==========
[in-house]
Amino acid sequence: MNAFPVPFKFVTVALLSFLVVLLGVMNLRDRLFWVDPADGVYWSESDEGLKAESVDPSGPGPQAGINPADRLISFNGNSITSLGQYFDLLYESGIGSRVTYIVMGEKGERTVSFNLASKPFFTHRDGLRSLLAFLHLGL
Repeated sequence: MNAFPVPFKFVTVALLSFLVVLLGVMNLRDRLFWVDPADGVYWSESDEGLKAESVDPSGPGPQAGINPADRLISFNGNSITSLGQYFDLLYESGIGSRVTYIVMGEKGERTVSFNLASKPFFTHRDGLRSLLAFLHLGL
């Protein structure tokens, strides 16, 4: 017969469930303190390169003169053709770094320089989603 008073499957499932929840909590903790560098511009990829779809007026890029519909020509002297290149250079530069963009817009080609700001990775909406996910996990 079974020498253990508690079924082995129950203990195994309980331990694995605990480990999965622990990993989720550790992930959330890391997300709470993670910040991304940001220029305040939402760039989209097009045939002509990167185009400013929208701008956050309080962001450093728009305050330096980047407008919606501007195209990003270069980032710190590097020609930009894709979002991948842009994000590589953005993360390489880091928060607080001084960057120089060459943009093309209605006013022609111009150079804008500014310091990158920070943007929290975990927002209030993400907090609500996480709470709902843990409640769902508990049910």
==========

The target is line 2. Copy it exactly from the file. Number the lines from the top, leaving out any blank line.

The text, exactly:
Amino acid sequence: MNAFPVPFKFVTVALLSFLVVLLGVMNLRDRLFWVDPADGVYWSESDEGLKAESVDPSGPGPQAGINPADRLISFNGNSITSLGQYFDLLYESGIGSRVTYIVMGEKGERTVSFNLASKPFFTHRDGLRSLLAFLHLGL